Print

Skills >> Browse Articles >> Talent Management

+1

Do We Get Talent Management?

Do We Get Talent Management?

Lorrie Lykins and Carol Morrison

November 02, 2009

So there’s good news and not-so-great news about talent management™: On the positive side, organizations – especially top performers – recognize that operating in silos restricts their ability to respond quickly to changing business needs. A holistic approach to talent management has become mission-critical. Some organizations have already plunged full speed into integrated TM, but with mixed results.

The bottom line is this: We get the message about the importance of TM, but when it comes to practical application, most organizations haven’t yet gotten it right.

Most companies that say they are working in earnest at integrated talent management readily acknowledge that they don’t do it very well. Commissioned by ASTD, i4cp’s Talent Management Practices and Opportunities survey found only one in five respondents reporting that their organizations manage talent effectively to a high or very high degree, a clear indication that there’s ample room for improvement in gaining proficiency in talent management.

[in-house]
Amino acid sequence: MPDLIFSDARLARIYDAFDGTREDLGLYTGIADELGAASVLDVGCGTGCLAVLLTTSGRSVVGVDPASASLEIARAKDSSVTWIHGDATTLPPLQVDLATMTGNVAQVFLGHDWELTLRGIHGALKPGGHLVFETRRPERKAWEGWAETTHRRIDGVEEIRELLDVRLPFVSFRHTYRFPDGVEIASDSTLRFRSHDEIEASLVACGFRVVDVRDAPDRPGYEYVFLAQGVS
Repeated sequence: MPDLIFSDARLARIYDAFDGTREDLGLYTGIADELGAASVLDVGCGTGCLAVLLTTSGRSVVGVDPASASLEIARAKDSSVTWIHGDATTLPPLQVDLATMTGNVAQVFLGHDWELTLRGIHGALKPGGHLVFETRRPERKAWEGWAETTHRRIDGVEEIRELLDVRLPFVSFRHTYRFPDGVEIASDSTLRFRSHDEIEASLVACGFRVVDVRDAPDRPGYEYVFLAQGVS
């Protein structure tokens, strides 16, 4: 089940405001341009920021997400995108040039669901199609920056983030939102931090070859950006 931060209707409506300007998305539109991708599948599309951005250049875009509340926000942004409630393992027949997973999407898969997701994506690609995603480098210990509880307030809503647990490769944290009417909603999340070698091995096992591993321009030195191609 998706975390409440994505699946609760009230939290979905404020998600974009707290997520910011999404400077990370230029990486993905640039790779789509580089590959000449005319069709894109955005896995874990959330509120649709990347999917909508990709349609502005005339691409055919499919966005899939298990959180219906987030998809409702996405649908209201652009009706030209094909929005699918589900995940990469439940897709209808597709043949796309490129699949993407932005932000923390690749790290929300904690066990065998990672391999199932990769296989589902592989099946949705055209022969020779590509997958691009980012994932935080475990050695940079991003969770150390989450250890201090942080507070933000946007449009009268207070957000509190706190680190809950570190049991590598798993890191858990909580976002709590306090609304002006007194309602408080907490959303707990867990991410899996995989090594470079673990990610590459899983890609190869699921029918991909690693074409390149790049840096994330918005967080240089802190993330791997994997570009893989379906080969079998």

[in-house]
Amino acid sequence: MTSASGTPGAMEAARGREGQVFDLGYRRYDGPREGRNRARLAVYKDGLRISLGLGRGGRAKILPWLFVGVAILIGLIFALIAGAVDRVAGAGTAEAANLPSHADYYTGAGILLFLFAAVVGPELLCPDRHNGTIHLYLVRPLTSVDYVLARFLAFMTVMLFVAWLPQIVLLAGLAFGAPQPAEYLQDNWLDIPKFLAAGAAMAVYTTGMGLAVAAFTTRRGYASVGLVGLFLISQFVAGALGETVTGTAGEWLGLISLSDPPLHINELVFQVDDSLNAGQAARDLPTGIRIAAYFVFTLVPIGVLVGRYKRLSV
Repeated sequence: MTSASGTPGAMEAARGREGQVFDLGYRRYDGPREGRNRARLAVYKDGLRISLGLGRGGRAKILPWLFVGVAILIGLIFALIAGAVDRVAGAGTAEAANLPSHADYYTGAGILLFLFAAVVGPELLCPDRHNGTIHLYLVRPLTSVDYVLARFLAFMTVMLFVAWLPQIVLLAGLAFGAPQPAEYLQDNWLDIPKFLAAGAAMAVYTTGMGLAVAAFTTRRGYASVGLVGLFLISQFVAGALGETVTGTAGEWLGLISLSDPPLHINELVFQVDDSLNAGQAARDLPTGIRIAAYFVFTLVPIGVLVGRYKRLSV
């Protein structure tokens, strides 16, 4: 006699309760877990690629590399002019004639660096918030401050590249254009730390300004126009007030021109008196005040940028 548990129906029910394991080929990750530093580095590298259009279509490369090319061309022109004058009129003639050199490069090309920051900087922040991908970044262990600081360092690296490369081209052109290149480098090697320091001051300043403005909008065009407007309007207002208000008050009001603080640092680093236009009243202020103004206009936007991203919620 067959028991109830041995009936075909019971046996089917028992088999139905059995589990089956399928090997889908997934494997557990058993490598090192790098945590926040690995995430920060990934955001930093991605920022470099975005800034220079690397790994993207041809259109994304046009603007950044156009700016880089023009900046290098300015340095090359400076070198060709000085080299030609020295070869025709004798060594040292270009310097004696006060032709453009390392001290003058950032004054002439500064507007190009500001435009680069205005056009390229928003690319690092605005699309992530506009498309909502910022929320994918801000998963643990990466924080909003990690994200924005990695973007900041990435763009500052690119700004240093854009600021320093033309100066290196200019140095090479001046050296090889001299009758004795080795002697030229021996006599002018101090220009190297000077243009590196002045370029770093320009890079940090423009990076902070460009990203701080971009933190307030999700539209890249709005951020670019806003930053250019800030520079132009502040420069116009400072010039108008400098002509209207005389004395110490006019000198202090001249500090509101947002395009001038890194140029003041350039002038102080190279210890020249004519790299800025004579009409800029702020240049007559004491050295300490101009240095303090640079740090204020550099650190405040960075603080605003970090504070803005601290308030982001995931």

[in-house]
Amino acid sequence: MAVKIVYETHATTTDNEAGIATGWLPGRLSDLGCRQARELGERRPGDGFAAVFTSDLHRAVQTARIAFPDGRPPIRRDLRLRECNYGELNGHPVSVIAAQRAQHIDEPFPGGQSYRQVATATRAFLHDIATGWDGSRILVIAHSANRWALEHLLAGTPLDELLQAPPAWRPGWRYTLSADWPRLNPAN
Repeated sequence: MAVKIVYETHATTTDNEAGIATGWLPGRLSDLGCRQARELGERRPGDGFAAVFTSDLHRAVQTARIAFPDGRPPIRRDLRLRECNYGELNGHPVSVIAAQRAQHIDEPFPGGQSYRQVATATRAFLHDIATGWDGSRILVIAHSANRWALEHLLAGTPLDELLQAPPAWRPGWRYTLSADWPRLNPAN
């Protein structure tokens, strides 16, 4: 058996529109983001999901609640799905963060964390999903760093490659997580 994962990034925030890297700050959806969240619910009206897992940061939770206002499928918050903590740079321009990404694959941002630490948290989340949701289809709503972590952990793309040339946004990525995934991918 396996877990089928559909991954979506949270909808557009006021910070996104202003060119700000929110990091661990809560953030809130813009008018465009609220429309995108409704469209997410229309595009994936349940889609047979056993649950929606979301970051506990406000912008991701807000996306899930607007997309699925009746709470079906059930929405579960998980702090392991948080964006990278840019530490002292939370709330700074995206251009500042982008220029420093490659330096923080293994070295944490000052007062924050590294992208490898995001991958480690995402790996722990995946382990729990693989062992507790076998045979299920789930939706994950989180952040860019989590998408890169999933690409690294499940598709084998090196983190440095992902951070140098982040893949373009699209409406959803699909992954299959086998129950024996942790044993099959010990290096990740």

Sometimes the road to high performance begins with recognition of the obstacles that are holding us back.

i4cp’s research has identified a handful of major stumbling blocks that are keeping companies from managing talent effectively. Addressed in detail in our new Talent Management Playbook, those challenges include slapdash strategic planning (if any), poor internal communication about TM, ambiguous leadership and insufficient training for managers.

Some may argue that it’s the rule rather than the exception that most companies start down the TM path without a clear plan, making effective execution impossible. Successful TM implementation begins with clearly defined outcomes that align with the overall business strategy.

Organizational strategy also dictates the focus on functions to be integrated: recruitment, retention, compensation, succession planning, learning and development, performance management, or more. Indeed, i4cp’s survey revealed that the need to execute strategy is the leading driver of organizations’ desire to improve at TM – even among companies that are effective talent managers already.

Clear messaging about the purpose, goals and value of TM is key: Companies need to first define what TM means, determine which employee groups should be targeted, and then communicate this clearly across the organization. For example, most companies focus TM on “pivotal talent,” but the meaning of the term can differ widely from one organization to another.

Next: Involved Leadership >>


Poll: How do you feel about crying at work?

Poll: How do you feel about crying at work?